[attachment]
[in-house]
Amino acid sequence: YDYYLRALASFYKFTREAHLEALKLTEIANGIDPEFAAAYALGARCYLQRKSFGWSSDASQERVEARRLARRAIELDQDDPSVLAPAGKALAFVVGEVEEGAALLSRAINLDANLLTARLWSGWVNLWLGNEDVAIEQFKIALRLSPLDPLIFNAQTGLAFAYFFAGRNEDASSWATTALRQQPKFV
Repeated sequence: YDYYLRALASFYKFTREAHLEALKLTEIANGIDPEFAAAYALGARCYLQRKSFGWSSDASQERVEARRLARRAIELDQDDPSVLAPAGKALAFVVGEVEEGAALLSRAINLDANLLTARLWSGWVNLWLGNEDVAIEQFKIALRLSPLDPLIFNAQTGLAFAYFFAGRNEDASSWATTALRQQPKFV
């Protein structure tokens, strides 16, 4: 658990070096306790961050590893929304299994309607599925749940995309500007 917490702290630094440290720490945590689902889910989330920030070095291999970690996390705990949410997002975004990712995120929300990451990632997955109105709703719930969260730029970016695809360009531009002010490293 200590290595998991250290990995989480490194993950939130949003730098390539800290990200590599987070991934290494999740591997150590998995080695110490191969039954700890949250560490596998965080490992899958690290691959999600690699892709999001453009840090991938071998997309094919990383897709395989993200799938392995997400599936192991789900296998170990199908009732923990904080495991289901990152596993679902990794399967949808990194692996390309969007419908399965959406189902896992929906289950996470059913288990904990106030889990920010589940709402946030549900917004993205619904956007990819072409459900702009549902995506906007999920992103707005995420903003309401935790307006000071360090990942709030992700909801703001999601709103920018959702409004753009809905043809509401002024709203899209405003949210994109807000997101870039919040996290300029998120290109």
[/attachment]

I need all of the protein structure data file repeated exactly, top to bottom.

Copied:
[in-house]
Amino acid sequence: YDYYLRALASFYKFTREAHLEALKLTEIANGIDPEFAAAYALGARCYLQRKSFGWSSDASQERVEARRLARRAIELDQDDPSVLAPAGKALAFVVGEVEEGAALLSRAINLDANLLTARLWSGWVNLWLGNEDVAIEQFKIALRLSPLDPLIFNAQTGLAFAYFFAGRNEDASSWATTALRQQPKFV
Repeated sequence: YDYYLRALASFYKFTREAHLEALKLTEIANGIDPEFAAAYALGARCYLQRKSFGWSSDASQERVEARRLARRAIELDQDDPSVLAPAGKALAFVVGEVEEGAALLSRAINLDANLLTARLWSGWVNLWLGNEDVAIEQFKIALRLSPLDPLIFNAQTGLAFAYFFAGRNEDASSWATTALRQQPKFV
């Protein structure tokens, strides 16, 4: 658990070096306790961050590893929304299994309607599925749940995309500007 917490702290630094440290720490945590689902889910989330920030070095291999970690996390705990949410997002975004990712995120929300990451990632997955109105709703719930969260730029970016695809360009531009002010490293 200590290595998991250290990995989480490194993950939130949003730098390539800290990200590599987070991934290494999740591997150590998995080695110490191969039954700890949250560490596998965080490992899958690290691959999600690699892709999001453009840090991938071998997309094919990383897709395989993200799938392995997400599936192991789900296998170990199908009732923990904080495991289901990152596993679902990794399967949808990194692996390309969007419908399965959406189902896992929906289950996470059913288990904990106030889990920010589940709402946030549900917004993205619904956007990819072409459900702009549902995506906007999920992103707005995420903003309401935790307006000071360090990942709030992700909801703001999601709103920018959702409004753009809905043809509401002024709203899209405003949210994109807000997101870039919040996290300029998120290109």